Artemios seems to have been an Arian Christian — one of those who denied the equality in divinity of Father and Son as God, and it is possible the tale of the martyrdom of Artemios was originally an Arian document that underwent later development.  By the 5th century, he had gained a reputation for healing — with a specialty in the cure of hernias, and the site where his relics were kept became a noted healing shrine.  When adopted into Eastern Orthodox hagiography, his Arian connections were not mentioned, and so he became a famous “Orthodox” warrior saint in iconography.

In the Maronite Church, Artemios is known as Mar Shalita.


In Greek iconography there is a category of saint called “New Martyr” (νεομάρτυς/neomartys).  New Martyrs are generally those martyred after Constantinople fell to the invading Muslims in 1453, which includes those martyred at any time during the period of Ottoman Turkish rule — a centuries-long period of suffering and oppression of non-Muslims commonly referred to as the “Turkish Yoke.”  There are also earlier New Martyrs, beginning from the time of the Seljuk muslim invasions of Byzantine regions in the 11th and 12th centuries.

An icon found in Greek Orthodoxy, though not so much in Russian, is that of Khrestos/Khristos/Christos/Kristo the Gardener — one of those New Martyrs.  Here is an example:

Let’s look at the inscription:

As you see, it has some ligatures (joined letters):

At left are the words Ὁ ἁΓιος — “The Holy.”  The α is joined to the Γ (g), and ς (s) is attached to the bottom of the ο.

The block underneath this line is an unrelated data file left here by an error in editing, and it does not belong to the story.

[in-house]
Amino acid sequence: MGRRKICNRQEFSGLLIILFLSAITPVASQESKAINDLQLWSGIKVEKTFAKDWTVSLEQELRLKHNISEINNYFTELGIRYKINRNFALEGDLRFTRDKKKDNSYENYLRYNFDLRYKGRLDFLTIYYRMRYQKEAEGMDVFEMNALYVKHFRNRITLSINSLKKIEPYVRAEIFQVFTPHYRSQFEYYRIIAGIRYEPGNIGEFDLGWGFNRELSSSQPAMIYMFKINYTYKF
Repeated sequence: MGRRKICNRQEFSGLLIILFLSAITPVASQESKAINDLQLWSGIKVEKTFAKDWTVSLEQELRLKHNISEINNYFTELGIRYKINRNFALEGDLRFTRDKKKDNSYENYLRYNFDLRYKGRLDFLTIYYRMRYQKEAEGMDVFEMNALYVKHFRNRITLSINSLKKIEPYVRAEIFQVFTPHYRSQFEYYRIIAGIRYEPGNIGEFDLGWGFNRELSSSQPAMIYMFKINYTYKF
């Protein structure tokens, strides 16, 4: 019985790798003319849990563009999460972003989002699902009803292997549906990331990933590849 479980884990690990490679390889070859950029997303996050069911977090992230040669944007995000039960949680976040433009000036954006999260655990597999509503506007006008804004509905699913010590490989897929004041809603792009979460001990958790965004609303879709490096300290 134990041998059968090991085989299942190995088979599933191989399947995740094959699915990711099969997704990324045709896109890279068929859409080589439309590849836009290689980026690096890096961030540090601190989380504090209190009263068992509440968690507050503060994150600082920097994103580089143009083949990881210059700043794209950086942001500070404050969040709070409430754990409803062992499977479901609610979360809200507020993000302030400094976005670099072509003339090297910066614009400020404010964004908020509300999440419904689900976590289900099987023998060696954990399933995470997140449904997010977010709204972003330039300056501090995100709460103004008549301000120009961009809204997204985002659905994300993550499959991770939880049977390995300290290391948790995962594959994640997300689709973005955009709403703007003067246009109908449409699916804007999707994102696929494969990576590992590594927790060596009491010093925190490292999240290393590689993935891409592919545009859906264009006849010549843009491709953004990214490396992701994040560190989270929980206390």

At right is the name ΧΡΗCΤΟC.  The Ρ (r) is joined to the Η (e, pronounced “ee” in Modern Greek), and the C is joined to the Τ.  The last ς (s) is also appended from the ο.

Then comes his secondary title, which is here written as Ὁ ΑΛΒΑΝΤΙΣ — Ho Albantis — but is more generally written Ὁ Αρβανίτης — Ho Arbanites — “The Albanian.”  An Arbanite/Arvanite is traditionally an Albanian who settled in Greek territory.

Other icons of him may add the title Ὁ Νεομάρτυς — “The New Martyr,” and also Ὁ Κηπουρός — Ho Kepouros, meaning “The Gardener.”

The date 1748 and month December are also written on the icon.  1748 was the year of his martyrdom.  Khrestos’ day of commemoration is February 12, so either the painter made an error or it indicates the month in which the icon was painted.

According to his hagiography, Khrestos was an Albanian gardener who decided at age 40 to go to Constantinople.  One day he took some apples to the market to sell.  A Turk came up to him and asked Khrestos the price.  It was higher than the Turk wanted to pay, so after some bickering they could not agree, and Khrestos would not sell him the apples.

In revenge, the Turk told a judge that Khrestos had said he would become a Muslim, but was now refusing.   False witnesses were found to testify against the gardener in court, where he refused to give up his Christian beliefs and convert to Islam.  Because of his refusal to convert, he was beaten and eventually beheaded.

Just how Krestos/Khristos is depicted varies considerably.  Here is a recently painted icon that gives him a rather sly and sinister appearance, oddly enough.  As you can see, he carries a cross of martyrdom and a twig bearing two apples.

You should be able to read the inscription from the information given earlier in this posting.  At lower right we see this added signature:

“[The] Hand of Monk Michael”

The BIB is a date in letter numbers — 2012.

There is another Neomartyr named Khrestos, but he was a sailor from a Cretan vessel, who it is is said, was martyred in 1668 on the island of Kos, when he got into an argument over religion and was killed by Janissaries (Ottoman muslim soldiers) after refusing to abandon his religion and saying negative things about Islam.  This Khrestos was from the Greek town of Preveza (Πρέβεζα)

There is also an even more obscure New Martyr Khrestos/Khristos of Ioannina, but he was a priest-monk, commemorated on August 15th.